Strawberry Fields (Not) Forever: An Immigrant Daughter’s Story

Eunice Gonzalez-Sierra had a very typical May this past year. She walked across the graduation stage at UCLA and accepted her undergraduate degree in Chicana/o Studies with a double minor in Labor and Workplace Studies and Gender Studies. Then she scheduled a graduation photo shoot with her family afterwards and, like many grads, posted the photos to her Tumblr blog.

What followed was a chain reaction of awe. People began sharing her images across the web, stunned by their very nontraditional content: Eunice with her parents in a strawberry field—the field where her parents have picked strawberries for 22 years.

Without the social capital that many students depend on from their families and without the economic means, Eunice did something heroic. Her pictures have become a symbol of hope; they stand for the true immigrant experience of hard work, in direct contrast to the current discourse about immigrants and undocumented workers as a drain on the nation.

I spoke to Eunice about what feminism means to her, her own self image, the issues that affect immigrant and undocumented women in the U.S., and her hopes for a movement where all we encompass—race, class, sexuality, body size, gender, ethnicity, legal status, economic status—are part of a modern feminism.

The word feminism embodies so many things for so many people. What does that word mean for you in your experience?

Feminism is often just associated with equality within genders and people affirm the term feminism to say that it is equality for both males and females and gender nonconforming folks. But, I think that feminism is a concept that is created for equality based on any identity whether that is race, whether that is sexuality.

I just think the term feminism should be a term that embodies, for people who believe in equality, [equality] of all types and not simply gender, just because I think intersectionality is a huge deal. It impacts people’s lives immensely, so really acknowledging that is huge in order to uphold this idea of feminism.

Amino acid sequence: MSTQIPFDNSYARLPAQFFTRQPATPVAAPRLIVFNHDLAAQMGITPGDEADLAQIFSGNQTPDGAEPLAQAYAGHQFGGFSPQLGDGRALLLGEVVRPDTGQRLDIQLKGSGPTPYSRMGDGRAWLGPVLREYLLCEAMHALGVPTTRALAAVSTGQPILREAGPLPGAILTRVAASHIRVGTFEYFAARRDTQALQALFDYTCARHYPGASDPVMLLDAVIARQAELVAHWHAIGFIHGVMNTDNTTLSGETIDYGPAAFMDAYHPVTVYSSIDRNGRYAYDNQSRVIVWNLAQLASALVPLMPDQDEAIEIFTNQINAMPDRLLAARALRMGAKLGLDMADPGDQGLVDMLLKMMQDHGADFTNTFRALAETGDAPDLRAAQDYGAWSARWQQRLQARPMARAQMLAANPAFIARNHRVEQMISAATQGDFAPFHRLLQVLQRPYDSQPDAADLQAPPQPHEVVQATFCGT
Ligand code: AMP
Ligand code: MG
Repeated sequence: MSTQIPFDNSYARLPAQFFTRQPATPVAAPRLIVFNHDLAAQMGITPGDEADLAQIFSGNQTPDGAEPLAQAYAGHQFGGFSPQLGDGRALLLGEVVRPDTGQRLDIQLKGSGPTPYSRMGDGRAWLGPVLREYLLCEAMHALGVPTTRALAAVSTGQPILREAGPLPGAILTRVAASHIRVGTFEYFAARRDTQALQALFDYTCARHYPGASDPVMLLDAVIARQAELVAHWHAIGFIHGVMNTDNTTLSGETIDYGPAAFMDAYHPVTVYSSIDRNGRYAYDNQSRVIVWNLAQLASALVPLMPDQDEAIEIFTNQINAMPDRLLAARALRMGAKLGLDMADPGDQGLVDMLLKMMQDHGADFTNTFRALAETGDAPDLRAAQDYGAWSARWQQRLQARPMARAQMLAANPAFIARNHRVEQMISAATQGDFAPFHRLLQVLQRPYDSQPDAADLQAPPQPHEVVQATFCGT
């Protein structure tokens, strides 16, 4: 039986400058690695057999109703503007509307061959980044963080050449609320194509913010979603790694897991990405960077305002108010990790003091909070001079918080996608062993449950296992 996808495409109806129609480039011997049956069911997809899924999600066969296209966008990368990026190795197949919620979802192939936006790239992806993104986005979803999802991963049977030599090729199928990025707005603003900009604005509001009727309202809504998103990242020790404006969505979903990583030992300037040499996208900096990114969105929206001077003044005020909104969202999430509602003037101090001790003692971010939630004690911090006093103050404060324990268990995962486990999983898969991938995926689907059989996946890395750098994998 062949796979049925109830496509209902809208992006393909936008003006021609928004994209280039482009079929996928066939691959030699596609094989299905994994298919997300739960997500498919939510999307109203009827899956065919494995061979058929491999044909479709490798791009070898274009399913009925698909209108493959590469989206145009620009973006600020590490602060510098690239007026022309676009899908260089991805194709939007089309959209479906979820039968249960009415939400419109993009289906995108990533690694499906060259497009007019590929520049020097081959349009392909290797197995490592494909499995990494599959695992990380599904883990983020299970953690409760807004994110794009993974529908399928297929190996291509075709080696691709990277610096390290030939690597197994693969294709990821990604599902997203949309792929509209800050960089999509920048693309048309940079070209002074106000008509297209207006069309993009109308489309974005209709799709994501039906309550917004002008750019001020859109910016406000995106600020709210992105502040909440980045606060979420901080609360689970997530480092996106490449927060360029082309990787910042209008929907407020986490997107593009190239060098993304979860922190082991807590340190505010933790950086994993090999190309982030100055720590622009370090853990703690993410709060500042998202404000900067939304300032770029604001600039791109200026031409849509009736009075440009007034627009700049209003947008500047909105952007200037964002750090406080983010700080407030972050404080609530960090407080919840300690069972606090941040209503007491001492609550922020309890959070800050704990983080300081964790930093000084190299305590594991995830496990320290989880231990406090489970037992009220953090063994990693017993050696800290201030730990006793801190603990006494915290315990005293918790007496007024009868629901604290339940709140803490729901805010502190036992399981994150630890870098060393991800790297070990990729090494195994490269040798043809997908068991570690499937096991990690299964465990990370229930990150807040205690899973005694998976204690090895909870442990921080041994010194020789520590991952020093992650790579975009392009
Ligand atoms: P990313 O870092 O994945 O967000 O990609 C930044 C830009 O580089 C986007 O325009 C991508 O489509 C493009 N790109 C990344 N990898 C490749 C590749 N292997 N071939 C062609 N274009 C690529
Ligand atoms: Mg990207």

How does intersectionality affect feminism?

Feminism in an all-encompassing philosophy: As a feminist, I feel it is my duty to advocate and fight for not only the rights of women, but also the rights of people of color, undocumented people, queer people, working-class people and whatever identities intersect.

Often, feminism is placed in a box where people simply consider gender identity and leave out all of the other identities we encompass. We need to stop excluding womxn of color, queer womxn of color, trans men and trans women etc. We need to fight for equality and equity all around. As Martin Luther King, Jr once said, “An injustice anywhere is a threat to justice everywhere.”

How is immigration a feminist issue?

Often undocumented people—and women specifically—are subjected to difficult circumstances such as crossing the border and facing the possibility of being raped or assaulted on their journey to what is supposed to be an American Dream.

Immigration is a feminist issue because people of color are often [subjected] to racism, ignorance, hatred and maltreatment. We must learn to advocate for people who are left at the margins of society. Immigrants are constantly being discriminated against by politicians and nationalist people who find no purpose to all the work [immigrants] do for this country.